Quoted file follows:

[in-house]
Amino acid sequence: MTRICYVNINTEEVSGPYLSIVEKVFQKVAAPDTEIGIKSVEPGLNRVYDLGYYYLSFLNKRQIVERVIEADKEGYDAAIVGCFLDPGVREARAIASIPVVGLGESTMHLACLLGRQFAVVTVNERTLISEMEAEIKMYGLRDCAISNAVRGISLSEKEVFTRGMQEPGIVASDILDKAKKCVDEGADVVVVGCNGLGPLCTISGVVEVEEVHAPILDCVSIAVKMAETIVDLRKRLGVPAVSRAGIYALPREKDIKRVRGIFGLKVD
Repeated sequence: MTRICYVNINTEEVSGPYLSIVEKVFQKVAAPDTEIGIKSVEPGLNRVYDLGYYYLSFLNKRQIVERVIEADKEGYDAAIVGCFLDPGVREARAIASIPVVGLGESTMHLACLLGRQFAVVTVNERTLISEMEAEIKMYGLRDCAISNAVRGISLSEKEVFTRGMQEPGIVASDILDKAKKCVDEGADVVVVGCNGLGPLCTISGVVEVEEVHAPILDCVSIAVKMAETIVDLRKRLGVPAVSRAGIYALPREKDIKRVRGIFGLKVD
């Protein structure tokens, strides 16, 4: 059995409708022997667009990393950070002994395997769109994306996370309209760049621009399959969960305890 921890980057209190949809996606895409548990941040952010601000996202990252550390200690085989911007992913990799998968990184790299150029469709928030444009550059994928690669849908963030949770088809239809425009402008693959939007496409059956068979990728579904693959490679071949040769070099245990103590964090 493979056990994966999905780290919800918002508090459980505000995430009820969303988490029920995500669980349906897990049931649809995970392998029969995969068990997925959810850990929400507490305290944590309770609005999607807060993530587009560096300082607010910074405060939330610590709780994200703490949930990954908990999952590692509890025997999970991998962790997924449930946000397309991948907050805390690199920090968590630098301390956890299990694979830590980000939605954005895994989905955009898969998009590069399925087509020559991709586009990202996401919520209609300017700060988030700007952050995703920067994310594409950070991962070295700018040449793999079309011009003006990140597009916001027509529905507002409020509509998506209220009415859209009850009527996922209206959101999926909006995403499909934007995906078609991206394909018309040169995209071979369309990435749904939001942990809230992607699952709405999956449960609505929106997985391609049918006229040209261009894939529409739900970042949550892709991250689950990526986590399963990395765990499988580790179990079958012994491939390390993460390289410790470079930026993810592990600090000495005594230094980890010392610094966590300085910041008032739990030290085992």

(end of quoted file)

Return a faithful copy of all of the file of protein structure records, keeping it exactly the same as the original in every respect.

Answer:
[in-house]
Amino acid sequence: MTRICYVNINTEEVSGPYLSIVEKVFQKVAAPDTEIGIKSVEPGLNRVYDLGYYYLSFLNKRQIVERVIEADKEGYDAAIVGCFLDPGVREARAIASIPVVGLGESTMHLACLLGRQFAVVTVNERTLISEMEAEIKMYGLRDCAISNAVRGISLSEKEVFTRGMQEPGIVASDILDKAKKCVDEGADVVVVGCNGLGPLCTISGVVEVEEVHAPILDCVSIAVKMAETIVDLRKRLGVPAVSRAGIYALPREKDIKRVRGIFGLKVD
Repeated sequence: MTRICYVNINTEEVSGPYLSIVEKVFQKVAAPDTEIGIKSVEPGLNRVYDLGYYYLSFLNKRQIVERVIEADKEGYDAAIVGCFLDPGVREARAIASIPVVGLGESTMHLACLLGRQFAVVTVNERTLISEMEAEIKMYGLRDCAISNAVRGISLSEKEVFTRGMQEPGIVASDILDKAKKCVDEGADVVVVGCNGLGPLCTISGVVEVEEVHAPILDCVSIAVKMAETIVDLRKRLGVPAVSRAGIYALPREKDIKRVRGIFGLKVD
């Protein structure tokens, strides 16, 4: 059995409708022997667009990393950070002994395997769109994306996370309209760049621009399959969960305890 921890980057209190949809996606895409548990941040952010601000996202990252550390200690085989911007992913990799998968990184790299150029469709928030444009550059994928690669849908963030949770088809239809425009402008693959939007496409059956068979990728579904693959490679071949040769070099245990103590964090 493979056990994966999905780290919800918002508090459980505000995430009820969303988490029920995500669980349906897990049931649809995970392998029969995969068990997925959810850990929400507490305290944590309770609005999607807060993530587009560096300082607010910074405060939330610590709780994200703490949930990954908990999952590692509890025997999970991998962790997924449930946000397309991948907050805390690199920090968590630098301390956890299990694979830590980000939605954005895994989905955009898969998009590069399925087509020559991709586009990202996401919520209609300017700060988030700007952050995703920067994310594409950070991962070295700018040449793999079309011009003006990140597009916001027509529905507002409020509509998506209220009415859209009850009527996922209206959101999926909006995403499909934007995906078609991206394909018309040169995209071979369309990435749904939001942990809230992607699952709405999956449960609505929106997985391609049918006229040209261009894939529409739900970042949550892709991250689950990526986590399963990395765990499988580790179990079958012994491939390390993460390289410790470079930026993810592990600090000495005594230094980890010392610094966590300085910041008032739990030290085992």